13. 13. AGE RELATED (SENILE) CATARACT <ul><li>Common and bilateral above the age of 50 years. </li></ul><ul><li>Male: Female::1:1 </li></ul><ul><li>Etiology </li></ul><ul><ul><li>Hereditary : Incidence, age of onset and maturation </li></ul></ul><ul><ul><li>Ultravoilet radiation : More exposure to UV-rays = early maturation. </li></ul></ul><ul><ul><li>Dietary factors : Poor diatery factors eg, lack of certain aminoacids, Vitamines (Vitamin E, Vitamin C, riboflavin) and essential minerals. </li></ul></ul><ul><ul><li>Dehydrational crisis : Prior episode of severe dehydration due to diarrhea and cholera. </li></ul></ul>
  14. 14. Mechanism of loss of transparency <ul><li>Cortical cataract </li></ul><ul><ul><li>Denaturation and coagulation of lens proteins. </li></ul></ul><ul><ul><li>Decrease level of aminoacids and protein systhesis </li></ul></ul><ul><ul><li>Increased hydration brought by decrease in potassium due to reversal of Na/K pump mechanism. </li></ul></ul><ul><li>Nuclear cataract: </li></ul><ul><ul><li>Degenerative changes occurring as nuclear sclerosis </li></ul></ul><ul><ul><li>Increase in water insoluble proteins, </li></ul></ul><ul><ul><li>compaction of nucleus resulting in a hard cataract. </li></ul></ul><ul><ul><li>Disturbance of lamellar arrangement in fibres </li></ul></ul>
  15. 15. Symptoms <ul><li>Painless progressive visual loss </li></ul><ul><li>Glare </li></ul><ul><li>Reduced color perception </li></ul><ul><li>Color haloes </li></ul><ul><li>Uniocular diplopia </li></ul><ul><li>Based on the location and density </li></ul>
  16. 16. Sign <ul><li>Opacification of the normally clear lens seen through the pupil </li></ul><ul><li>Indistinct on retina examination </li></ul><ul><li>Red reflex may be dim </li></ul><ul><li>No afferent pupillary defect </li></ul><ul><li>Myopic shift </li></ul>
  17. 17. NURSING ASSESSMENT <ul><li>Assess visual acuity and review report on refraction. </li></ul><ul><ul><li>Surgery is indicated when cataract develops to a degree sufficient to cause difficulty in performing daily essential activities. </li></ul></ul><ul><li>Assess a complete morphology of opacity (size, site, shape, color, and pattern) under slit lamp examination. </li></ul><ul><li>Perform cover test </li></ul>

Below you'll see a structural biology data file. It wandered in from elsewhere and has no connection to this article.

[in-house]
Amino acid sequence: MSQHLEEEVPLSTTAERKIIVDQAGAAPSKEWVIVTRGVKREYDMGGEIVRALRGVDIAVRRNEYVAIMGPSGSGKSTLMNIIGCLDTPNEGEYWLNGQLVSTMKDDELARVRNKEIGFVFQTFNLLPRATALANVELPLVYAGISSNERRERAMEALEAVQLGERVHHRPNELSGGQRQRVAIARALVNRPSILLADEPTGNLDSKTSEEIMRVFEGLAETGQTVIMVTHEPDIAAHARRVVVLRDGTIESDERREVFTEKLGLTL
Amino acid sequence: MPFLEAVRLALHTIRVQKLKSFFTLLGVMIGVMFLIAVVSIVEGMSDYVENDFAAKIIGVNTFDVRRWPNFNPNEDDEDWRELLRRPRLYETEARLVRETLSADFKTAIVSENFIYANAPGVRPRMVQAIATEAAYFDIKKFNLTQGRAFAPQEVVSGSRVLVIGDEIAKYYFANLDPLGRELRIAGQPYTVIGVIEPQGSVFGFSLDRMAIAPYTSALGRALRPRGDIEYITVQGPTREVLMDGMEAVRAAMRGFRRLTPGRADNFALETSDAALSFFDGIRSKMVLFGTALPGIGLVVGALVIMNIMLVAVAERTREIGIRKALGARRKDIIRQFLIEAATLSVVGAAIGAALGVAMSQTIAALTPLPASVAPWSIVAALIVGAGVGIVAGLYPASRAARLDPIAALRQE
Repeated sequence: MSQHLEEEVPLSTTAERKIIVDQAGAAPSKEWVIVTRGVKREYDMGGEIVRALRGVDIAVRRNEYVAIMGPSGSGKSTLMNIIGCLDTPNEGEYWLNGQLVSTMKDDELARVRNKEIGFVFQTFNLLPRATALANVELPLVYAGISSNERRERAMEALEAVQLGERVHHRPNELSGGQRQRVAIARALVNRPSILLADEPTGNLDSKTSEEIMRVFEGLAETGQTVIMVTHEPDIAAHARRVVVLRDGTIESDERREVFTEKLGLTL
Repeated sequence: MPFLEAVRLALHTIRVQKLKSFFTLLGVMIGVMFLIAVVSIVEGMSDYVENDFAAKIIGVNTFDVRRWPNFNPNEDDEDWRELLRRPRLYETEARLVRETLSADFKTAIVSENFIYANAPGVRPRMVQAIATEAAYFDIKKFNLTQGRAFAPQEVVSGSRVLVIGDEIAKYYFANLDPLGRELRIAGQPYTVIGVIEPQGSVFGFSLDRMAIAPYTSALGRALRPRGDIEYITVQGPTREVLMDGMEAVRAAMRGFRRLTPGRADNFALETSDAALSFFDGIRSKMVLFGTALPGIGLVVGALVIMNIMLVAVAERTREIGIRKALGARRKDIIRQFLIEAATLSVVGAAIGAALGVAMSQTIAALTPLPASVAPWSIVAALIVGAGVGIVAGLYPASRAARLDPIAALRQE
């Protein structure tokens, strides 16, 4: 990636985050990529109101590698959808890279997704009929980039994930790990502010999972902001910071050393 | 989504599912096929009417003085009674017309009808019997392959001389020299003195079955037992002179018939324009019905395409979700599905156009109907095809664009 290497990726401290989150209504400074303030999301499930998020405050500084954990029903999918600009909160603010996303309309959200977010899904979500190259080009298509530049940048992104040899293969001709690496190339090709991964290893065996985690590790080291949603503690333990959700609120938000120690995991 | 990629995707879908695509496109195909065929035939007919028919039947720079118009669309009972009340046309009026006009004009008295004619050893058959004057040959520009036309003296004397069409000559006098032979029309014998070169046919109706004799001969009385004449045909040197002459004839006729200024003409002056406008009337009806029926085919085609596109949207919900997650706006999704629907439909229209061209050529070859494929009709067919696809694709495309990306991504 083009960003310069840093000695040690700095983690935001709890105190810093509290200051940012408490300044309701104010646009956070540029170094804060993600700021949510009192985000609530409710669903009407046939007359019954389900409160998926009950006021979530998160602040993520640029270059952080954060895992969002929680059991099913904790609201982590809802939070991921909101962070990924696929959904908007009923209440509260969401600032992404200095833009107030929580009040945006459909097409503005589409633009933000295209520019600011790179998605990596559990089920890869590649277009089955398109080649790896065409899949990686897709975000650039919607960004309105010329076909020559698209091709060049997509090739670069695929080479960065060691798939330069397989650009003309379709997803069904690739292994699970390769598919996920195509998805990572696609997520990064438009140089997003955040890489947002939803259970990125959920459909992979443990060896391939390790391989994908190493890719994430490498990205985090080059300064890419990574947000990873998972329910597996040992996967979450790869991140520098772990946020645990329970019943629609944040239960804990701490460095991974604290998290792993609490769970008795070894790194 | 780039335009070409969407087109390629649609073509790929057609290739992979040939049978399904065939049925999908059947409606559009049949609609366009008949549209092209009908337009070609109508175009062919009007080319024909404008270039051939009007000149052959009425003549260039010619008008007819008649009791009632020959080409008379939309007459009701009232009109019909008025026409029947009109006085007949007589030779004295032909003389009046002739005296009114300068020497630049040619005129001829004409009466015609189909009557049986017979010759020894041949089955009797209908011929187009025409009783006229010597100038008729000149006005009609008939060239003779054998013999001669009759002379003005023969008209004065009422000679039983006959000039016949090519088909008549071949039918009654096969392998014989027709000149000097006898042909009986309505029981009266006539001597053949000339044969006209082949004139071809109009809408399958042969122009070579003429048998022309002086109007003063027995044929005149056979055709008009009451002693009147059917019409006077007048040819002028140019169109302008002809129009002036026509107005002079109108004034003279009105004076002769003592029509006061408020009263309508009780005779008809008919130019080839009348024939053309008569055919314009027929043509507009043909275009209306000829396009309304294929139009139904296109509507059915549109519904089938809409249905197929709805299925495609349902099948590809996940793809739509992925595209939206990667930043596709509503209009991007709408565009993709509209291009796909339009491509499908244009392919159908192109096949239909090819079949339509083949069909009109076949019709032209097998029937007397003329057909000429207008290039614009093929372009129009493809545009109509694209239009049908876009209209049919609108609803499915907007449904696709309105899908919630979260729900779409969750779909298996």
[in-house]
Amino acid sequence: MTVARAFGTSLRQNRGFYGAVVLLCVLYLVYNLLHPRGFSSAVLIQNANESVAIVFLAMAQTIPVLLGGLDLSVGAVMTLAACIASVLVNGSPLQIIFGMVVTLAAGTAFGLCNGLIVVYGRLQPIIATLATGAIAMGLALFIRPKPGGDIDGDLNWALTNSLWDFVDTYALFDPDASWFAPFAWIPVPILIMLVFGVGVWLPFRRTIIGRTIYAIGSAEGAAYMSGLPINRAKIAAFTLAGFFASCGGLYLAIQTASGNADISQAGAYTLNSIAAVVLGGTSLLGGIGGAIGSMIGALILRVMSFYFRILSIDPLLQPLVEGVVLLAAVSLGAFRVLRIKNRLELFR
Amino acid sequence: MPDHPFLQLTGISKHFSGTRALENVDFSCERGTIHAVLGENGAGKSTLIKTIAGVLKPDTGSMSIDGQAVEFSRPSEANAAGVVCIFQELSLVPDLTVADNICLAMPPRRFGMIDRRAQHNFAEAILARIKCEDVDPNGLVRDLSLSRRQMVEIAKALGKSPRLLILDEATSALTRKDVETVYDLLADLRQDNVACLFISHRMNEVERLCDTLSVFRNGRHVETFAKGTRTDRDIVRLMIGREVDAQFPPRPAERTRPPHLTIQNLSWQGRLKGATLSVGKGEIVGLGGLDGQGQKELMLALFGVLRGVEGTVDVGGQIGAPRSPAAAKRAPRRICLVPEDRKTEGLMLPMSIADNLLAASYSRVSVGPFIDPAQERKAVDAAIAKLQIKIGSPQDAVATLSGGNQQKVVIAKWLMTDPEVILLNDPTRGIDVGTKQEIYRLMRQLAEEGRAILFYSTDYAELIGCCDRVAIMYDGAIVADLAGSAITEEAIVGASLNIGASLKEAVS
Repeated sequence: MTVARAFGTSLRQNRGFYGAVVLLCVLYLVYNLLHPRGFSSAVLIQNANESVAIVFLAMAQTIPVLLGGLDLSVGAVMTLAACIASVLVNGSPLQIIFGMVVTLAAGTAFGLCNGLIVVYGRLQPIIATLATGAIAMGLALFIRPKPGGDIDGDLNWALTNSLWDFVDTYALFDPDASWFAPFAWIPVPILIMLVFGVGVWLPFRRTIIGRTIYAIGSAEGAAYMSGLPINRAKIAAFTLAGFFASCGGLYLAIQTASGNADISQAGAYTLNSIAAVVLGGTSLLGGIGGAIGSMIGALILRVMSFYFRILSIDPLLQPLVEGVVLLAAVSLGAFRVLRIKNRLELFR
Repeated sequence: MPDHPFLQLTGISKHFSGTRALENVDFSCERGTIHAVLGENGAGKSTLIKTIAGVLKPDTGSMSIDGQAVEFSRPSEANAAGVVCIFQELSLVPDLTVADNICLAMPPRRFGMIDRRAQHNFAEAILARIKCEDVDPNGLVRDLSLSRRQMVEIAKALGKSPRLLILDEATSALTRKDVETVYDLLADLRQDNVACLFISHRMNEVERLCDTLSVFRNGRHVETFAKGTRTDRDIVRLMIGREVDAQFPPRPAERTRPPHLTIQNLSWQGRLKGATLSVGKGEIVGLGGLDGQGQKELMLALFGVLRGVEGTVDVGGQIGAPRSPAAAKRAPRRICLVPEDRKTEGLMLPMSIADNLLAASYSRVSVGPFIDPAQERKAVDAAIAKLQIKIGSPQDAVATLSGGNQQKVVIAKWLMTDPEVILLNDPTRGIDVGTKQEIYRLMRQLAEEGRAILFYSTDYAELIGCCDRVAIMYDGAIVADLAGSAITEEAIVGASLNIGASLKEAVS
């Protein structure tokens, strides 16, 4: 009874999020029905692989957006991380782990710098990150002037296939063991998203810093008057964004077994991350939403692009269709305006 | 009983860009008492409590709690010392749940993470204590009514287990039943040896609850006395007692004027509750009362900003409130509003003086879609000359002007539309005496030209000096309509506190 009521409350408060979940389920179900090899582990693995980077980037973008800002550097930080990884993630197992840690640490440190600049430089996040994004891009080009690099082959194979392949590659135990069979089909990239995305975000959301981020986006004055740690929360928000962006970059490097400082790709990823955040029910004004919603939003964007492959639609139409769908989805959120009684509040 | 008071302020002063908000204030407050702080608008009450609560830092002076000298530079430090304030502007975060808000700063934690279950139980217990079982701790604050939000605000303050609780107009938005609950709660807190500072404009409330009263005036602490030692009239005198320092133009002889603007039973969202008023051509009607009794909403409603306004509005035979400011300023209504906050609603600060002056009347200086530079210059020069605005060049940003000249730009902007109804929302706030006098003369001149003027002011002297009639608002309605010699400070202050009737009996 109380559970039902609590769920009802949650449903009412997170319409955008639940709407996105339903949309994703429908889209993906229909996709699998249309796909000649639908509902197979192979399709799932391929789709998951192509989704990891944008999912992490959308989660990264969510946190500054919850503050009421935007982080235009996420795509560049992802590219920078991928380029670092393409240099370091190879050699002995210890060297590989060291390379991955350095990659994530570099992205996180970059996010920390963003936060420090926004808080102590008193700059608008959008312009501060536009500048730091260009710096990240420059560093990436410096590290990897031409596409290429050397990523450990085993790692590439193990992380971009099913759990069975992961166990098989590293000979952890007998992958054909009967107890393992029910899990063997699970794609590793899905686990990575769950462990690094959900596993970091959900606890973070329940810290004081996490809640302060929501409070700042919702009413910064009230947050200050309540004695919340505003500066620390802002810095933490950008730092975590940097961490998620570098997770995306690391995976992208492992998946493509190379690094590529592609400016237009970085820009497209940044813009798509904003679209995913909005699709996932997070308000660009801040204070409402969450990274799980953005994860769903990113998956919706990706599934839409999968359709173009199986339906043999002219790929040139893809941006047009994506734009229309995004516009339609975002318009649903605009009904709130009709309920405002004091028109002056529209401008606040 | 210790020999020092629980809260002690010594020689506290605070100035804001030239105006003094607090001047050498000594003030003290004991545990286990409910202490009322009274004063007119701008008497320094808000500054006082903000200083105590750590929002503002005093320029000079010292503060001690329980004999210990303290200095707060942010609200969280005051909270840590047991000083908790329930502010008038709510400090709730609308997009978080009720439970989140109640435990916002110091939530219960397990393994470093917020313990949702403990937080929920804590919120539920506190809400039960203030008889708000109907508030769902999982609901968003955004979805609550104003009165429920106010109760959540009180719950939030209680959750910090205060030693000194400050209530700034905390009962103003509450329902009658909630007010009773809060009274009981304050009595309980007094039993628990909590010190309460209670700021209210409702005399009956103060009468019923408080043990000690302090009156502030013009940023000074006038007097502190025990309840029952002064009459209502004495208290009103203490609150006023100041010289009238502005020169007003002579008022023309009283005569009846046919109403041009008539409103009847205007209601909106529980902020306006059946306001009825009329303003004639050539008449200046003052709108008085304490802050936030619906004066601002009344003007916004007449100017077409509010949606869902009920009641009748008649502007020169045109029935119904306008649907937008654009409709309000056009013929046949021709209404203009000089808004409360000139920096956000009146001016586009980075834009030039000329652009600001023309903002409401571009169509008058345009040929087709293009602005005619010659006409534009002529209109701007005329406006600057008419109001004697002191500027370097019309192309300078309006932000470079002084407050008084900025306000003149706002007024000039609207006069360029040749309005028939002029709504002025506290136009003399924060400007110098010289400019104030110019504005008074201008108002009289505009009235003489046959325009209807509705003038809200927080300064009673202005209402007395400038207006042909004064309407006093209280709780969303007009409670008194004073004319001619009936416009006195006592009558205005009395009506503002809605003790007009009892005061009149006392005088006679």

18. 18. NURSING ASSESSMENT <ul><li>Test papillary response. </li></ul><ul><li>Examine cornea to rule out any opacities </li></ul><ul><li>Examine ocular adnexa </li></ul><ul><li>Performed dilated fundus examination </li></ul><ul><li>Perform USG B-scan </li></ul><ul><li>Measure intraocular pressure </li></ul><ul><li>Perform potential acuity measurement </li></ul><ul><li>Perform biometry </li></ul>
  19. 19. Nursing Assessment <ul><li>Specular Microscopy (endothelium cells) </li></ul><ul><ul><li>A normal cell count > 2400 cells/mm 2 </li></ul></ul><ul><ul><li>If a cell count fewer than 1000 cells/mm 2 is risk of postoperative corneal decompensation </li></ul></ul>
  20. 20. Laboratory investigation <ul><li>Complete blood counts </li></ul><ul><li>Blood sugar </li></ul><ul><li>Urine analysis </li></ul><ul><li>Chest X-ray </li></ul><ul><li>Conjunctival swab for C/S </li></ul>
  21. 26. Type of cataract surgery <ul><li>Extracapsular cataract extraction (ECCE). </li></ul><ul><ul><li>Requires a relatively large circumferential limbal incision (8-10mm) through which the lens nucleus is extracted and the cortical matter aspirated, leaving behind an intact posterior capsule. </li></ul></ul><ul><ul><li>The IOL is then inserted. </li></ul></ul><ul><ul><li>It is the universal procedure of operation in cataract. </li></ul></ul><ul><ul><li>Posterior IOL can be transplanted after ECCE. </li></ul></ul>
  22. 27. Type of cataract surgery <ul><li>Intracapsular cataract extraction (ICCE) . </li></ul><ul><ul><li>The entire cataractous lens along with the intact capsule is removed in this procedure. </li></ul></ul><ul><ul><li>Weak and degenerated zonules are a pre-requisite for this method. </li></ul></ul><ul><ul><li>This is the surgery of choice only in markedly subluxated and dislocated lens. </li></ul></ul><ul><ul><li>This technique of surgery has been largely replaced by ECCE nowadays. </li></ul></ul>
  23. 28. Type of cataract surgery <ul><li>Phacoemulsification: </li></ul><ul><ul><li>A small hollow needle containing a piezo-electric crystal vibrates longitudinally at ultrasonic frequencies </li></ul></ul><ul><ul><li>The tip is applied to the lens nucleus; cavitation occurs at the tip as the nucleus is emulsified; </li></ul></ul><ul><ul><li>an irrigation and aspiration system removes this emulsified material from the eye. </li></ul></ul><ul><ul><li>The IOL is then injected through a much smaller incision than in ECCE. </li></ul></ul><ul><ul><li>Safe: avoid compression of eye, results in little postoperative astigmatism and early stabilization of refraction, and eliminate post-operative wound related problem </li></ul></ul>